Unclassifiable Inventions

© A.-F. Jacques, 2014

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© A.-F. Jacques, 2014

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Unclassifiable Inventions

September 28 – October 23, 2015

Wednesday, October 28 at 5:30 pm

As part of the Residencies for Local Artists program.

Unclassifiable Inventions is a performative sound installation that focuses on the resonance of materials, of fragile, ridiculous and stubborn machines, and on utopias of perpetual movement. Linked to a long line of self-proclaimed inventors and tinkerers seeking to produce continual movement through mechanical tricks, this project intentionally blurs the distinction between technique and wonder.

The performative installation utilizes a series of amplified devices, each of which is connected to its own amplification system. These assemblages, set in motion by the rotating surface of tape recorders and other electronic elements diverted from their primary function, rub, knock into or bounce against amplified materials. A range of repurposed objects (corks, paper, toothpicks, nails, acetate, plant leaves, bamboo utensils) are used to create unstable constructions, which act as somewhat unpredictable sound generators.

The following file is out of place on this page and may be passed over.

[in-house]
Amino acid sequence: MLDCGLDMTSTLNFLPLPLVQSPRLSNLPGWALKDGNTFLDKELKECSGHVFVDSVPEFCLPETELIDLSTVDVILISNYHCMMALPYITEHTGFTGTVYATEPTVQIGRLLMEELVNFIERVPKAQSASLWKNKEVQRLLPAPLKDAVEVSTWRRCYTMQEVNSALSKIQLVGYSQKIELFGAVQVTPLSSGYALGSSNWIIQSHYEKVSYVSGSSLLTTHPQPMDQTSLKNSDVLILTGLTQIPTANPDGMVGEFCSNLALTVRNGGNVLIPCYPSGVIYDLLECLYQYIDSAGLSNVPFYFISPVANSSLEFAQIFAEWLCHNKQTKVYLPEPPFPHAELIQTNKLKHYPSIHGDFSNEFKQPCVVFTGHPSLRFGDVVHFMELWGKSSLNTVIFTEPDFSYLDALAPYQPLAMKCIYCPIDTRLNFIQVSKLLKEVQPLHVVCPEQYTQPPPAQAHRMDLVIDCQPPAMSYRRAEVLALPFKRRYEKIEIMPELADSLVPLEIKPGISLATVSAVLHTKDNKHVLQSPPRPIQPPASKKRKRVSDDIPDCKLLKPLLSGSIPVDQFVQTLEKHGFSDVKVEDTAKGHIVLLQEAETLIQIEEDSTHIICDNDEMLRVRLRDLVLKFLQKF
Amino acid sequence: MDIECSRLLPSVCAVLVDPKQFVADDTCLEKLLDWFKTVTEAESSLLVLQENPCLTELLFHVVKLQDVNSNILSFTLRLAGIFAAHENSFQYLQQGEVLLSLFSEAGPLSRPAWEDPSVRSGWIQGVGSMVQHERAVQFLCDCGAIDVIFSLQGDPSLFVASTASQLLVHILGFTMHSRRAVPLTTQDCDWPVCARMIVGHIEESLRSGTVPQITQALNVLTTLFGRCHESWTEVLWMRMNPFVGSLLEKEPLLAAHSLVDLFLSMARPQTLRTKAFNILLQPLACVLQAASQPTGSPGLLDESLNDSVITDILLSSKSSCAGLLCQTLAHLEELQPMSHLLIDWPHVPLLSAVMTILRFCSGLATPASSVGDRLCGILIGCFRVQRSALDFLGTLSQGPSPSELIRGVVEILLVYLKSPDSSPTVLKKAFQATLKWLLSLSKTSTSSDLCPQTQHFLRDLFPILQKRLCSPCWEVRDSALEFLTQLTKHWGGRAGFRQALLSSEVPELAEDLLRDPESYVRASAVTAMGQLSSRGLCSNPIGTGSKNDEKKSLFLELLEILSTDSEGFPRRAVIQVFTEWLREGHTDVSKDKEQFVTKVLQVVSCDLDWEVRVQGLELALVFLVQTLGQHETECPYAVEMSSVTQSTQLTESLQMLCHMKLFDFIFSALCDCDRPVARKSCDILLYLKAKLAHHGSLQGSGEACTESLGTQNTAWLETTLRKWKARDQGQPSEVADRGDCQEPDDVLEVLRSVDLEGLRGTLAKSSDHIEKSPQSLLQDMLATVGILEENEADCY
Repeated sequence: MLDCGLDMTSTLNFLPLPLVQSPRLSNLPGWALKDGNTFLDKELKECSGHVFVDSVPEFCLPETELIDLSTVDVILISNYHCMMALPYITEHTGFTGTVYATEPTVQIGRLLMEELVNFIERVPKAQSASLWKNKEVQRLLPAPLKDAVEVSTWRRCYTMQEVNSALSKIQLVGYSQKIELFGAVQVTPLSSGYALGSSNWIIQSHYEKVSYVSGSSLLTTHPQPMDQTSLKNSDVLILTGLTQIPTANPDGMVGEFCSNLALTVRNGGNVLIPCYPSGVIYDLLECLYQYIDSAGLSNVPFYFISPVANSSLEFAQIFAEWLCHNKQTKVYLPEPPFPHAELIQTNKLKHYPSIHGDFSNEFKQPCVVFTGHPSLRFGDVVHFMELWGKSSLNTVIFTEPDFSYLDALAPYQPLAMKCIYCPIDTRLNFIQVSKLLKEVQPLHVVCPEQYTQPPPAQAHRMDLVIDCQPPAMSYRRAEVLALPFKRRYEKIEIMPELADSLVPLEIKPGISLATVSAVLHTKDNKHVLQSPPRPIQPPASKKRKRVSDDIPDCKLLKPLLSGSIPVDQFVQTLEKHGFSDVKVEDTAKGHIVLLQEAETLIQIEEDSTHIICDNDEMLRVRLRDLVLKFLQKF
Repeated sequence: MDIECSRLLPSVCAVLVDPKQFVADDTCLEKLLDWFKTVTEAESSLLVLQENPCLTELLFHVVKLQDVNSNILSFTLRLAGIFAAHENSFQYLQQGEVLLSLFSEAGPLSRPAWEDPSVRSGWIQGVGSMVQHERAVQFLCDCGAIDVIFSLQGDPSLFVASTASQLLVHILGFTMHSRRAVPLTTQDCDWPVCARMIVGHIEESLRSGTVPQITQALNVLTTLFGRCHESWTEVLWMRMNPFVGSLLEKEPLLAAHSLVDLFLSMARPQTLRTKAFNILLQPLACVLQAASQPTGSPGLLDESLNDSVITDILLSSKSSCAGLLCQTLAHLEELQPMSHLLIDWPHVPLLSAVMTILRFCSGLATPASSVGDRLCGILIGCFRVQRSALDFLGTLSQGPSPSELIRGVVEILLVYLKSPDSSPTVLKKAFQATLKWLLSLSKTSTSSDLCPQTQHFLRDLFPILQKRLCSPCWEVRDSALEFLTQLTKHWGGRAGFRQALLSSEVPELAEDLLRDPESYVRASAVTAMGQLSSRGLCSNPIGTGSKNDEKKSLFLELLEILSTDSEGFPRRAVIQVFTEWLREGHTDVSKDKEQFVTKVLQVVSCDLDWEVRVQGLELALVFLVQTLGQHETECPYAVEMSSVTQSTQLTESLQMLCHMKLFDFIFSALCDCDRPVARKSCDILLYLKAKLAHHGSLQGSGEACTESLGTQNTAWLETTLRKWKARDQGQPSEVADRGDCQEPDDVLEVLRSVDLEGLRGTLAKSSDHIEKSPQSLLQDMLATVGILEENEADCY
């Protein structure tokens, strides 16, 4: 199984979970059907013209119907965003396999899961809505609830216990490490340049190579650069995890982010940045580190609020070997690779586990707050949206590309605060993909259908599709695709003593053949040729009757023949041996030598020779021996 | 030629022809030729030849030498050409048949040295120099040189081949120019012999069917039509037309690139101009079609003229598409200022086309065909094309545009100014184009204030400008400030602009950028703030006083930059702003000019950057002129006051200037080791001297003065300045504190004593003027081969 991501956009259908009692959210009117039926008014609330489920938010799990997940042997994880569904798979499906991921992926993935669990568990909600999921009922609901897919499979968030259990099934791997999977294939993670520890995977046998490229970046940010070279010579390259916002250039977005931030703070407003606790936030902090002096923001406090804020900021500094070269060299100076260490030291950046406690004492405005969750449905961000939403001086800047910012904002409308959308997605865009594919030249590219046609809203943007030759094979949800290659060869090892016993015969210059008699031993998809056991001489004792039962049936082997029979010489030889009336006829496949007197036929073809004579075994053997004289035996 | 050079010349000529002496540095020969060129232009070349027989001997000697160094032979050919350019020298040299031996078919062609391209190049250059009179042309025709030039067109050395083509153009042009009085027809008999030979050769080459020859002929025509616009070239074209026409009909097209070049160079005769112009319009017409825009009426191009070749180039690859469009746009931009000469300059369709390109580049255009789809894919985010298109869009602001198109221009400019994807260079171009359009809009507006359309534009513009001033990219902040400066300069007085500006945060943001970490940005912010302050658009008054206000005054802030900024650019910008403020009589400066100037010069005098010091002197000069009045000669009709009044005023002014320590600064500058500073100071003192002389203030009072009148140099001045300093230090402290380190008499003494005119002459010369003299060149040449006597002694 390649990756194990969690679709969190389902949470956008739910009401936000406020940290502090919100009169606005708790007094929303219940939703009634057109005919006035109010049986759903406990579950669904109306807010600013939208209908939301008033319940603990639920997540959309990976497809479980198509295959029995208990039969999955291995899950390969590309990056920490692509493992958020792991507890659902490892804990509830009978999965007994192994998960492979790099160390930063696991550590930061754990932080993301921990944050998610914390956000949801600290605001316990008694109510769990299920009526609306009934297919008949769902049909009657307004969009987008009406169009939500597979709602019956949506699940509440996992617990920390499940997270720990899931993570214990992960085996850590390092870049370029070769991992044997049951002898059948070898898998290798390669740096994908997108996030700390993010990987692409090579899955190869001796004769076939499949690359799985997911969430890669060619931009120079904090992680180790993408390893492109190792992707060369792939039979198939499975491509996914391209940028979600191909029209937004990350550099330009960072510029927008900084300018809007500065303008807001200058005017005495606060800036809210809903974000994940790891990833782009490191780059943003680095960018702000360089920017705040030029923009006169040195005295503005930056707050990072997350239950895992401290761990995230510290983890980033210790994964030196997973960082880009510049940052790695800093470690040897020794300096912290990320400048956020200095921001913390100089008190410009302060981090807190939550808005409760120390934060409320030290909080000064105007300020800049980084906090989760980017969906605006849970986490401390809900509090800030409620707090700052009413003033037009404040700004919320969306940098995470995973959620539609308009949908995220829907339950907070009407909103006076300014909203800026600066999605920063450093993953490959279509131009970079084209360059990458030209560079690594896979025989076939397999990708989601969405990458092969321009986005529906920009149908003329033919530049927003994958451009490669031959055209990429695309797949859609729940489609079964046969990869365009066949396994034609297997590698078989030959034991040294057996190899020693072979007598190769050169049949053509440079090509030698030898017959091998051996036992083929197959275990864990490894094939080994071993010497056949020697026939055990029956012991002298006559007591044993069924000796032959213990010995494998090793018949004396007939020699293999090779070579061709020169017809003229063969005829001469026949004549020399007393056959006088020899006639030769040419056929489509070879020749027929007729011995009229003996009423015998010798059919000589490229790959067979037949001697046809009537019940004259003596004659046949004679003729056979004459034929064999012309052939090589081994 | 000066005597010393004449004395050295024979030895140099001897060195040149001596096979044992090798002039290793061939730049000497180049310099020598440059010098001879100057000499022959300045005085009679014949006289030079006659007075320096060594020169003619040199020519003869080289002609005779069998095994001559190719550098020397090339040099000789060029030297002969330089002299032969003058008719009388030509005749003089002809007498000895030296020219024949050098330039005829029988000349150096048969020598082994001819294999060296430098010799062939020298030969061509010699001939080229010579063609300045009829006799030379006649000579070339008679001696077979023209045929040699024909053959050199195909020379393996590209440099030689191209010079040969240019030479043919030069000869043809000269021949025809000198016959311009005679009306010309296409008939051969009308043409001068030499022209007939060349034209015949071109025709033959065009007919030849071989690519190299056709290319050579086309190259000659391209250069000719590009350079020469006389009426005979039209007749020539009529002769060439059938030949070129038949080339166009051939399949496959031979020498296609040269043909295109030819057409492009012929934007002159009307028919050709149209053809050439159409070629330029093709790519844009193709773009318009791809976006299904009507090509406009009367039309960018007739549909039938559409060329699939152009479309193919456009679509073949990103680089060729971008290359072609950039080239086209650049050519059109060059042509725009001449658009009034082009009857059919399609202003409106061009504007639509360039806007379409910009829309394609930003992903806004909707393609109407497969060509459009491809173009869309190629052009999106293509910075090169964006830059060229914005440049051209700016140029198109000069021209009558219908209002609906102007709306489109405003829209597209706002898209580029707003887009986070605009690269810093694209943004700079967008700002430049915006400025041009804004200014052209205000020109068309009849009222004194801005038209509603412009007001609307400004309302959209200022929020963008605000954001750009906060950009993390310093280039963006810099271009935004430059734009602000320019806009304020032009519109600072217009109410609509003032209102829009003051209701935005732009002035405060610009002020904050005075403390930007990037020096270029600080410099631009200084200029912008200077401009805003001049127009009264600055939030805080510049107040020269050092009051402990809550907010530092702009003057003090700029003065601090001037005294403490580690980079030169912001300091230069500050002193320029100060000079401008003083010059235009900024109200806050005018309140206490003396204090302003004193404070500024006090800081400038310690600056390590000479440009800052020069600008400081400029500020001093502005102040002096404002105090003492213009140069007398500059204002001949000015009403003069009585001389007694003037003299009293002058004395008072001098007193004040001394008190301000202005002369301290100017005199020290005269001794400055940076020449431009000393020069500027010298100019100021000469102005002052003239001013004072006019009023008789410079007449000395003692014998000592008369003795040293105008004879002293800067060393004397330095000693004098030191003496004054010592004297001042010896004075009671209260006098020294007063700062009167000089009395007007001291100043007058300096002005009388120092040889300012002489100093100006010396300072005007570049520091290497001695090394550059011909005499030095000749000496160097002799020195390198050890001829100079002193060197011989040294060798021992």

The research for these devices began about a year ago, and has included sound performances. During her residence at OBORO, Anne-Françoise Jacques wishes to explore new techniques for amplifying the resonance of materials and to develop a more installational and less frontal mode of presentation, in particular by integrating the amplification systems into the very structure of the assemblages, thus transforming each one into a small autonomous station.

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Anne-F Jacques

Anne-F Jacques is a sound artist living and working in Montreal. She is interested in amplification, oblique interactions between materials and the construction of various idiosyncratic systems and assemblies. Her (in)attention is more particularly focused on small technologies, banal objects and rough sounds. She regularly presents sound installations, performances and ephemeral interventions in South and North America, Japan and Europe.